<img height="1" width="1" style="display:none;" alt="" src="https://dc.ads.linkedin.com/collect/?pid=319290&amp;fmt=gif">
Member Login

Advocacy in action blog

The Department of Labor’s (DOL’s) current efforts to revive a fiduciary-only regulation for financial professionals is unnecessary and likely to harm low- and middle-income consumers by limiting their access to professional financial services, National Association of Insurance and Financial Advisors (NAIFA) CEO Kevin Mayeux, CAE, told officials from the Office of Information and Regulatory Affairs (OIRA) of the White House’s Office of Management and Budget (OMB).

“By moving forward with the Proposed Rule, OIRA and DOL are ignoring … the real-world experience that NAIFA members saw first-hand before the 2016 Fiduciary Rule was vacated,” Mayeux said. “If finalized, the Proposed Rule will again force financial professionals to move away from brokerage services into a fee-for-service model that is tailored to higher-income clients. This model simply does not work when a year-round fiduciary duty is imposed.”

The regulatory landscape has changed significantly to provide greater protections to consumers since NAIFA engaged in litigation that struck down the DOL’s 2016 Fiduciary Rule, Mayeux said. Since that federal appeals court ruling in 2018, the Securities and Exchange Commission has implemented and begun enforcing Regulation Best Interest (Reg BI), which requires broker-dealers and registered representatives to put their clients’ interests ahead of their own. Additionally, 45 states have enacted the National Association of Insurance Commissioners’ (NAIC’s) model regulation that creates a best-interest standard for annuity transactions, “meaning approximately 90% of the United States population is already covered under an enhanced standard of care,” Mayeux said.

In addition to the federal and state regulations, NAIFA members abide by a Code of Ethics that requires them to put their clients’ interests first. 

“Our members are Main Street financial professionals who primarily serve and maintain long-standing relationships with individuals, families, and small businesses in their communities,” Mayeux said, adding that in a recent survey of more than 1,000 NAIFA members, nine out of 10 members said they serve middle-income individuals and families and 67 percent work with small businesses. A typical client’s annual household income falls below $150,000 for 69 percent of NAIFA members.

Currently, 70% of NAIFA members do not have a minimum asset requirement for service, according to the survey of NAIFA members, and only 13 percent of respondents require a minimum asset threshold of $50,000.  If the Proposed Rule is finalized, that number will jump to 47 percent of respondents who will have to impose a minimum threshold exceeding $50,000.”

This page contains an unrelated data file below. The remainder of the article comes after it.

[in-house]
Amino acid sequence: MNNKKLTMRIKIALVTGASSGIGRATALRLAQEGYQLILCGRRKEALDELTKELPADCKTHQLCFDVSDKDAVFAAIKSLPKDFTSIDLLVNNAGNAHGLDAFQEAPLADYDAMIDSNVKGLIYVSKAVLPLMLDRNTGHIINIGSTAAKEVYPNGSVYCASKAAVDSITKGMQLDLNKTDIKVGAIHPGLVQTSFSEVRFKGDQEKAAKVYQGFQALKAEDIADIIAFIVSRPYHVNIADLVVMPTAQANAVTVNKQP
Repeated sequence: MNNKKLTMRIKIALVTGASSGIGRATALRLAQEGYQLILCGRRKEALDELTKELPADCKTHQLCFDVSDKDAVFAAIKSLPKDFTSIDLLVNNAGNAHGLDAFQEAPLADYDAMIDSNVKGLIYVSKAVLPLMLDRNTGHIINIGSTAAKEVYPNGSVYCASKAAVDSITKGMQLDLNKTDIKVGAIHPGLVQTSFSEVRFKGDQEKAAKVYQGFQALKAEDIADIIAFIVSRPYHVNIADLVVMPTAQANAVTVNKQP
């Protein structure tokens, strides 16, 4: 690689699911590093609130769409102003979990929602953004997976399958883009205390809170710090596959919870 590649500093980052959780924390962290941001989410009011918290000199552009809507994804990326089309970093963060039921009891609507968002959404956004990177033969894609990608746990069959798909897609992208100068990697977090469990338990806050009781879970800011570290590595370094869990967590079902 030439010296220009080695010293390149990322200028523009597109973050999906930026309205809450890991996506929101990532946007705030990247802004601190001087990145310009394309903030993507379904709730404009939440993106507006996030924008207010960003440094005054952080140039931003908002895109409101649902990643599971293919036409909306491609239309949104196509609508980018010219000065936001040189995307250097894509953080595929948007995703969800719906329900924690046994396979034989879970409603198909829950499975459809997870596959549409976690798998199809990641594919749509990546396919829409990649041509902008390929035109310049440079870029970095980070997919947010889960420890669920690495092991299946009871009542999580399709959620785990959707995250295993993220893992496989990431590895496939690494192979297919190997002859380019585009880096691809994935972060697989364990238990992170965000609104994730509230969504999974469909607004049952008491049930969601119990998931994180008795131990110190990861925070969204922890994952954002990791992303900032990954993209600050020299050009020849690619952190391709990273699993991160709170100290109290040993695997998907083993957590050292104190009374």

“The 2016 Fiduciary Rule made the brokerage model so expensive and risky that many of our members could no longer serve small accounts,” Mayeux said. “Low- and middle-income savers generally could not afford to hire a financial services professional subject to the fiduciary standards of the 2016 Rule and, as a result of the rule, these customers were shut out of the market for financial services professionals.”

Mayeux said that consumers need to be able to choose to work with financial professionals offering products and services that meet their needs. NAIFA supports all business models skilled financial professionals use to serve their clients. A brokerage model with commissions works very well for many consumers while others are better served by fee-based models. The current landscape offers an array of choices that the DOL proposal would seek to restrict.

“Simply put, American investors need more personalized assistance and more options for retirement planning and saving, not less. It is more important than ever that Americans are encouraged to save, have access to professional guidance, and have access to appropriate retirement savings products,” Mayeux said.

NAIFA is an advocacy partner of the Latin American Association of Insurance Agencies and the National African American Insurance Association, and Mayeux told the OIRA that a fiduciary-only rule would hit Black and Hispanic communities particularly hard, potentially increasing the racial wealth gap by 20% based on the size of IRAs.

In 2017, a Deloitte study found that as of the 2016 Fiduciary Rule’s first applicability date and before the rule was vacated, 53 percent of study participants reported limiting or eliminating access to brokerage guidance for smaller retirement accounts, impacting an estimated 10.2 million accounts and $900 billion in savings.

A more recent analysis from the Hispanic Leadership Foundation found that if DOL adopts a new rule that is similar to the 2016 Fiduciary Rule, the retirement savings of 2.7 million individuals with incomes below $100,000 would plummet by $140 billion over ten years.

“We urge OIRA to discontinue the rulemaking until you address the filed comments related to the Proposed Rule’s significant negative impact on access to financial services professionals and determine that the Final Rule will not harm low- and middle-income savers in a manner that cannot be addressed under the current regulations,” Mayeux said. NAIFA will continue to work with the Administration and members of Congress on behalf of financial professionals and the consumers who depend on them to oppose an unnecessary and potentially harmful DOL Fiduciary Rule.